Paul Ryan’s Blues

November 5, 2012 at 3:14 pm (Uncategorized) (, )

It must be hard to be in a band. You write a song and hope it’s a hit. Then, you discover that people, people you don’t like, are using your song for their own purposes. No, no, not advertising – that’s easy and the law covers that. I mean when someone you don’t like, likes your song and wants to use it for something you don’t like.
Pity Bryan Adams when David Duke used “Everything I do I do for You” at his campaign rallies. Or when Bruce Springsteen found “Born in the USA” co-opted by the Reaganites. The other year Johnny Marr of the smiths asked British PM David Cameron to stop saying he liked the Smiths.
So along comes Paul Ryan, devotee of a rather unforgiving brand of Catholicism andalso a devotee of  Ayn Rand’s turgid prose  (although in fairness to Ms. Rand, she loathed religion and lived a rather un-Catholic lifestyle), and who claims one of his favourite bands is Rage Against the Machine. WTF?
Now Mr. Ryan says he likes the music, not the lyric. Hard to beleive given his politics. I like punk, but I don’t own any Skrewdriver records – OK poor example as Skrewdriver were never great, but you get the point. The argument could be made, why is it OK for Barack Obama to like, say, Jay-Z or the Rolling Stones, but Paul Ryan can’t like Rage? I suppose if Obama said he liked Rage it might be pretty odd too, given what both of them represent.
 I really liked the first Rage album.It was angry, political and the hip-hop metal sound hadn’t been copied by everyone yet. I saw them open for Cypress Hill (alnog with Funkdoobiest and Seven Year Bitch) at some venue down near the stables at the CNE in 1993. Great show, but not irony free: At the end of “Killing in the Name of” Zack began his chant of “Fuck you! I won’t do what you tell me!” clenched fist in air.  What made it comical was when most of the audience joined in. So imagine thousands of people chanting fuck you, I won’t do what you tell me…in unison.  It reminded me of that old Gary Larsen cartton where a speaker addresseds a corwd of thousands and tells them, “You are all individuals.” from that back comes a voice, “I’m not!”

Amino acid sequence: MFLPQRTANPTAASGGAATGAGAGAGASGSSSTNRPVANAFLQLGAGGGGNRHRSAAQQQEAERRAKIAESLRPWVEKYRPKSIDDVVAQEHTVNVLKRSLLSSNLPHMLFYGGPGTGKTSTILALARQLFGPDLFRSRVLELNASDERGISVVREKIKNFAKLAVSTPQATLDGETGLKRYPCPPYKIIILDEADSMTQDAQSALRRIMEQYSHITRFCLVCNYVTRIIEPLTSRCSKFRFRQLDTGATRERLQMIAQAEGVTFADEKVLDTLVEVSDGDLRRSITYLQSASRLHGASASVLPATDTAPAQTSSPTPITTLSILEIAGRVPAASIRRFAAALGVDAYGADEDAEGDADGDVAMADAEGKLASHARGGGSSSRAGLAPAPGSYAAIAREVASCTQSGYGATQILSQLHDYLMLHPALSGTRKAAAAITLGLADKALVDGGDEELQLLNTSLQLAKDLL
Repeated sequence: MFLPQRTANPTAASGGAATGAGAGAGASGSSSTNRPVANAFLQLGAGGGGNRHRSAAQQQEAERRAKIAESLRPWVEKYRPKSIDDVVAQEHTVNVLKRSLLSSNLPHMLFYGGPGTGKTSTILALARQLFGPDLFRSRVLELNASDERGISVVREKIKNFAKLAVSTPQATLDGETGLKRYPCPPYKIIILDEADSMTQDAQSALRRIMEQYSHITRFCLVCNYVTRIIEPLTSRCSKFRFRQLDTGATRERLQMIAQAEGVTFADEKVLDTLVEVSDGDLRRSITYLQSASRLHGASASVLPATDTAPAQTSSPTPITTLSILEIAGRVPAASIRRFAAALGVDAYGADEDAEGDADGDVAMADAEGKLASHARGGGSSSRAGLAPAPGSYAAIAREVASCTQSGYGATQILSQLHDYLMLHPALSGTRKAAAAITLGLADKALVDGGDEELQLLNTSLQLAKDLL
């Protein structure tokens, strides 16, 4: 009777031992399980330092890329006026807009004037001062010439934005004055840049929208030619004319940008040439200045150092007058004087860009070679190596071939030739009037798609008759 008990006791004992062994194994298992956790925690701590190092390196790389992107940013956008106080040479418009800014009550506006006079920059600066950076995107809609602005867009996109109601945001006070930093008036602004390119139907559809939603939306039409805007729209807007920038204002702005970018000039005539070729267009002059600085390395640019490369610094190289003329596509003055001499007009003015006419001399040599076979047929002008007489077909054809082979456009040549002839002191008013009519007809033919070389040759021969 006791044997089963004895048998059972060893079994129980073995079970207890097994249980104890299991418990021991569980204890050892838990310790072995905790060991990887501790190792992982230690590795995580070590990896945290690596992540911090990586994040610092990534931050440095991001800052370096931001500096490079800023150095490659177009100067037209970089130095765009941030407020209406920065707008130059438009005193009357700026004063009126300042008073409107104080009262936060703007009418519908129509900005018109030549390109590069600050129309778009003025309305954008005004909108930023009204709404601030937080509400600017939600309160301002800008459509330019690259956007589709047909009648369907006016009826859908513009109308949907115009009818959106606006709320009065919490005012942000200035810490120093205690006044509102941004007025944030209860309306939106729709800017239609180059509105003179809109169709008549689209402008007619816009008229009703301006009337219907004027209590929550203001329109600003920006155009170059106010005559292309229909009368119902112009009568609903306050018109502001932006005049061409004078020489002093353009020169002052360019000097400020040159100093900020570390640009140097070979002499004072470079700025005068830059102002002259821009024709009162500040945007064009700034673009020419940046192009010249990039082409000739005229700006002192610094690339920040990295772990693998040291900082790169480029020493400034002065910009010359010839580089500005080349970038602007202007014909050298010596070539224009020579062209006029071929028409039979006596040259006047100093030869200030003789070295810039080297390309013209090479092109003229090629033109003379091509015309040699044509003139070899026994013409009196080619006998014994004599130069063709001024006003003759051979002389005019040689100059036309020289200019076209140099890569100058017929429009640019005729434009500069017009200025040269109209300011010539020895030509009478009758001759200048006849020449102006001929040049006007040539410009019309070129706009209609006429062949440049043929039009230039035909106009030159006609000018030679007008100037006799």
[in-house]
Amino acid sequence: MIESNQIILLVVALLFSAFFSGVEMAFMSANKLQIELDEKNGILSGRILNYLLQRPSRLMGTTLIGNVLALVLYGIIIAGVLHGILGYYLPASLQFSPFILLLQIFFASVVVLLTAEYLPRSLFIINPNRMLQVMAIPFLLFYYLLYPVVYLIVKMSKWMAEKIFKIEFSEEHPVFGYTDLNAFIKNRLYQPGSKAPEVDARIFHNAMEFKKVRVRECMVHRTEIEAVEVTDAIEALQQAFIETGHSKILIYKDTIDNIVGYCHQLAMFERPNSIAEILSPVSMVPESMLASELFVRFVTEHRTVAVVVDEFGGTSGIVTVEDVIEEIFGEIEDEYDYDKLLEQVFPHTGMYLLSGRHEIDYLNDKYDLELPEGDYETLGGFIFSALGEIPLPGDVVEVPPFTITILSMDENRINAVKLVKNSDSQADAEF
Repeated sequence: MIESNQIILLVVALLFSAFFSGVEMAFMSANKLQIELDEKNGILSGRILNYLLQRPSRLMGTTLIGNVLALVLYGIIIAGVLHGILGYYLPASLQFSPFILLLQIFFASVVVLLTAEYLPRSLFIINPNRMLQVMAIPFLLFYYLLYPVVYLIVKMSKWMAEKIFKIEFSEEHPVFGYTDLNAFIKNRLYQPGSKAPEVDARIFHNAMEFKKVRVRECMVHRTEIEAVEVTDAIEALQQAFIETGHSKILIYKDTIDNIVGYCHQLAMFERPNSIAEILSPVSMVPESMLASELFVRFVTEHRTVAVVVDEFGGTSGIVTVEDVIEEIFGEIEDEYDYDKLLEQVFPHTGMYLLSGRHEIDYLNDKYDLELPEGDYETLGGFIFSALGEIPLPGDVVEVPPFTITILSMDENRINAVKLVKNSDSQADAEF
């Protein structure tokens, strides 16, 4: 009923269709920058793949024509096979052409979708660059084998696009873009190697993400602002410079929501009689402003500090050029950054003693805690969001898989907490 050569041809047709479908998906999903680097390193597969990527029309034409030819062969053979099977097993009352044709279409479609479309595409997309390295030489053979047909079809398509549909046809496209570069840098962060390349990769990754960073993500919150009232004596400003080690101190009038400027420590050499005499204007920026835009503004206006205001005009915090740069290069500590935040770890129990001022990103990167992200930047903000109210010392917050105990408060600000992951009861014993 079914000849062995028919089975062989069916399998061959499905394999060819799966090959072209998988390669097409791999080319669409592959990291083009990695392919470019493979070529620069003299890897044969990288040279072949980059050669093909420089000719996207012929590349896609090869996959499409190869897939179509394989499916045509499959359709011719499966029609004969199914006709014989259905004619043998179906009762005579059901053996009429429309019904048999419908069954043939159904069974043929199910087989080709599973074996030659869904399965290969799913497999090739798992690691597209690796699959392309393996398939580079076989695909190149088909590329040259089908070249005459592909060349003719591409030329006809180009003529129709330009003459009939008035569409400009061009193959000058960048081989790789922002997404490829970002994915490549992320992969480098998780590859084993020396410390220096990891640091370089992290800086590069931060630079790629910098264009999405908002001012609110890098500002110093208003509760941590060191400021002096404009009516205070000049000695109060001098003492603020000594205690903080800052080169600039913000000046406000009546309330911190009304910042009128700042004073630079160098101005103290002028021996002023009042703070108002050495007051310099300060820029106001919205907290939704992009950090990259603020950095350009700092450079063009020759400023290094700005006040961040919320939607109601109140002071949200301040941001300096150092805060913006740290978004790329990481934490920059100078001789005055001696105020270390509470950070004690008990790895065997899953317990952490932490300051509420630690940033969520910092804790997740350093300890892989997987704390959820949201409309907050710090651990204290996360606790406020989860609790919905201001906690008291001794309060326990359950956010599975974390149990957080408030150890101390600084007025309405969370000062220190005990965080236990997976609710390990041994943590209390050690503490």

But I digress. Great show, great band. Great first album .  Back in August Tom Morello of RATM penned this piece in Rollling Stone:

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Paul Ryan’s love of Rage Against the Machine is amusing, because he is the embodiment of the machine that our music has been raging against for two decades. Charles Manson loved the Beatles but didn’t understand them. Governor Chris Christie loves Bruce Springsteen but doesn’t understand him. And Paul Ryan is clueless about his favorite band, Rage Against the Machine.

Ryan claims that he likes Rage’s sound, but not the lyrics. Well, I don’t care for Paul Ryan’s sound or his lyrics. He can like whatever bands he wants, but his guiding vision of shifting revenue more radically to the one percent is antithetical to the message of Rage.

I wonder what Ryan’s favorite Rage song is? Is it the one where we condemn the genocide of Native Americans? The one lambasting American imperialism? Our cover of “Fuck the Police”? Or is it the one where we call on the people to seize the means of production? So many excellent choices to jam out to at Young Republican meetings!

Don’t mistake me, I clearly see that Ryan has a whole lotta “rage” in him: A rage against women, a rage against immigrants, a rage against workers, a rage against gays, a rage against the poor, a rage against the environment. Basically the only thing he’s not raging against is the privileged elite he’s groveling in front of for campaign contributions.

You see, the super rich must rationalize having more than they could ever spend while millions of children in the U.S. go to bed hungry every night. So, when they look themselves in the mirror, they convince themselves that “Those people are undeserving. They’re . . . lesser.” Some of these guys on the extreme right are more cynical than Paul Ryan, but he seems to really believe in this stuff. This unbridled rage against those who have the least is a cornerstone of the Romney-Ryan ticket.

But Rage’s music affects people in different ways. Some tune out what the band stands for and concentrate on the moshing and throwing elbows in the pit. For others, Rage has changed their minds and their lives. Many activists around the world, including organizers of the global occupy movement, were radicalized by Rage Against the Machine and work tirelessly for a more humane and just planet. Perhaps Paul Ryan was moshing when he should have been listening.

My hope is that maybe Paul Ryan is a mole. Maybe Rage did plant some sensible ideas in this extreme fringe right wing nut job. Maybe if elected, he’ll pardon Leonard Peltier.  Maybe he’ll throw U.S. military support behind the Zapatistas. Maybe he’ll fill Guantanamo Bay with the corporate criminals that are funding his campaign – and then torture them with Rage music 24/7. That’s one possibility. But I’m not betting on it.

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